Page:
Over six million people participated in the open beta for Tom Clancy’s The Division, an online third-person shooter by Massive Entertainment. Clearly there’s a lot of hope riding on it, more so for publisher Ubisoft now they’ve declared 2016 free of new Assassin’s Creed releases. Can this new IP fill in the gap or will it crumble away at release?
Barely ten minutes into the start of the beta I found myself staring at a memorial wall. To put things in perspective, this was after waiting for the install, going through the character creator, and getting acquainted with the basics — I was ready to pounce on all the cover-heavy gun shooting the trailers promised. And yet there I was, staring at a wall.
Awash in the glow of candles, the memorial was decorated with flags, uniforms, ID tags, and messages. It was reminiscent of all the post-9-11 imagery we saw, and immediately set the tone for the game’s setting. The medical tents, military checkpoints, and abandoned vehicles reinforced this tragic picture, and despite it all, New York City was hauntingly beautiful.
The Division uses Ubisoft’s new proprietary Snowdrop Engine, one which does a wonderful job at its namesake: dropping varying amounts of snow. From light sprinklings to vision-hampering snowstorms, the constantly changing weather, combined with the detailed level designs, made exploring the city a highly enjoyable task.
A little too quiet
Unfortunately, the beta had little gameplay to reward a sense of adventure. A hostage rescue here, a defensive operation there, interspersed by random strangers asking for random consumables – it didn’t take long to have seen it all. Outside of the scripted main and side missions, which were entertaining for the most part, there’s not a lot to do for the PvE-oriented player.
Now this could be easily dismissed with “beta is beta” but the full release is less than a month away, and the empty world reminds me sorely of Destiny’s launch. While Bungie’s online shooter has improved tremendously, it all came at the cost of pricey add-ons and expansions. I have this nagging feeling that The Division may follow a similar route: release early, update later, charge along the way.
Ubisoft has every opportunity to prove me wrong, of course, and The Division may very well have a ton of story and PvE content to lap up. I hope it does because a modern city broken by an epidemic makes for a compelling scenario. Even if the Tom Clancy name means little for games these days, authenticity still has strong appeal.
Guns for everyone
This is where things get contradictory. An online shooter having strong RPG elements naturally means realism gets taken down a few notches. To bring up Destiny again (who else is their competitor?), enemies are all about whittling down health bars and equipment determines how fast you do so.
That being said, The Division does have some great shooting to back it up. Tactics become increasingly important as the enemy grows in number, the game promptly punishing me with a respawn screen every time I felt like a cocky hero. Moving from cover to cover is seamless, and the dodge roll becomes second-nature given all the grenades flying around. While the AI does sink to primitive levels at times – who charges with a baseball bat when facing down a shotgun? – all is forgiven thanks to the satisfyingly challenging encounters.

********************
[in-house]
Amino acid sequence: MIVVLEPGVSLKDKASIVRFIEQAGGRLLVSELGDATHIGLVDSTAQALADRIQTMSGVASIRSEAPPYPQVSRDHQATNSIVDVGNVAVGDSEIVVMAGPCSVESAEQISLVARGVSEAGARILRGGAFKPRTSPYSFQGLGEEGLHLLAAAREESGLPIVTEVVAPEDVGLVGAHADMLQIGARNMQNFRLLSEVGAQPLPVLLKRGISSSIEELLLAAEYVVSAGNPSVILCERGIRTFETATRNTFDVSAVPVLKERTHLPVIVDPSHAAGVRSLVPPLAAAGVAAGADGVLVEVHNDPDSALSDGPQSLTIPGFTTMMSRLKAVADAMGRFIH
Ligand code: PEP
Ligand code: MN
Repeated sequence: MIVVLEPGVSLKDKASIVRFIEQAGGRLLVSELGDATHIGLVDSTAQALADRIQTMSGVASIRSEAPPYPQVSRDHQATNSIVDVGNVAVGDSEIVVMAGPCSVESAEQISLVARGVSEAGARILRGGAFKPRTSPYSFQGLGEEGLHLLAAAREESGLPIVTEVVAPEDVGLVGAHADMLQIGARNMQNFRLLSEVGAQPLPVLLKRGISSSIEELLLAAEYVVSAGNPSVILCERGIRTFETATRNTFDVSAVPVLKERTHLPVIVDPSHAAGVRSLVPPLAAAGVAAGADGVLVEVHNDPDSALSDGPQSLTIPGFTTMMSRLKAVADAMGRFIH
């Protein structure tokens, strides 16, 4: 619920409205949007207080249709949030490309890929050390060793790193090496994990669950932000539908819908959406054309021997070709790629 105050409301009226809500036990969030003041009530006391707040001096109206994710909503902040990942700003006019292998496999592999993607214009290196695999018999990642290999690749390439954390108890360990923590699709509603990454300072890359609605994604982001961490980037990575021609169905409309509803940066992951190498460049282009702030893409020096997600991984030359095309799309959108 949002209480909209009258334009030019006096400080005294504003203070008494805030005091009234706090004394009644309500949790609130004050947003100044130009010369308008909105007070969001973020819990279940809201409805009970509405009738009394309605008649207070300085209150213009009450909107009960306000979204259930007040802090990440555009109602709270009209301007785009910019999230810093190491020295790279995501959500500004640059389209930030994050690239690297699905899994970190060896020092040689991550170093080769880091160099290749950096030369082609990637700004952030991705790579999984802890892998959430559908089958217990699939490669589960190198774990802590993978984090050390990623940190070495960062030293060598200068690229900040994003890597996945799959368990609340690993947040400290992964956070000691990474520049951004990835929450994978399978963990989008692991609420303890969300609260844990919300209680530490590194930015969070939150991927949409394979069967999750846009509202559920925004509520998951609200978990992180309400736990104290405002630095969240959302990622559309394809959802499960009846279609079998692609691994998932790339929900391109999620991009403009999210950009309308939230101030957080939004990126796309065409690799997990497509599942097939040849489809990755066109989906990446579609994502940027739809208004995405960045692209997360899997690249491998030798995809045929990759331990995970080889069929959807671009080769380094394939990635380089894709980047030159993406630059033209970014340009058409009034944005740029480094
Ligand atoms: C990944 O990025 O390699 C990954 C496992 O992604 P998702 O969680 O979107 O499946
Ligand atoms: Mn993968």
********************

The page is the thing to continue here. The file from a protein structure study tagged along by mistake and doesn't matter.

Just when all that running and shooting was starting to get a tad too repetitive, I got a chance to stroll into the Dark Zone. Suddenly, The Division came screaming into life.
That’s a nice jacket
The Dark Zone is a PvP section of the city where anything goes. It might as well be another country, seeing how entry is only via checkpoints and how it even has its own currency. Aesthetically it looks grim too, as if all the efforts of rebuilding society didn’t reach this part of the world.
I was jerked out of my thoughts when a string of gunshots rang in the distance. A player runs past me, followed by another two. The second group jogs back and begins waving. Fumbling with the emote system, I wave back. Then I died. It was DayZ all over again and I loved it.
There’s something to be said about the sheer tension of navigating an open PvP map, compounded by the fact that guns generally have a very far range. While the stakes here aren’t as brutal as they are in DayZ, players have a whole new incentive to cannibalize one another: bounties, and loot.
If the trailers are anything to go by, the full game will have missions taking place in the Dark Zone itself. This is significant because loot here are all contaminated and must be extracted by helicopter. During this vulnerable wait, anyone can kill you for said loot. Let that sink in for a bit.
Room for more
My biggest gripe with The Division’s open beta is that it wastes its opportunity by trying to emulate Destiny. Rebuilding a city following an epidemic shouldn’t be all about shooting and magically finding better equipment. There should be desperate fights over valuable supplies, support for inter-faction politics and power struggles, or even missions to enable a better quality of life for survivors and aid workers.
The Dark Zone appears to be The Division’s greatest strength right now, and Massive Entertainment ought to be careful in how it treats this feature. Emergent gameplay and player-driven stories are a powerful asset to any game’s longevity, so I’m excited to see how this pans out.
At the same time, I’m worried about the amount of content waiting at launch, and how new ones will be distributed afterward. Will there be enough to please everyone, or is this game strictly for the raiders and PvP’ers out there? Our answers arrive on 8 March 2016.
Tom Clancy’s The Division is in development for Windows PC, PlayStation 4, and Xbox One.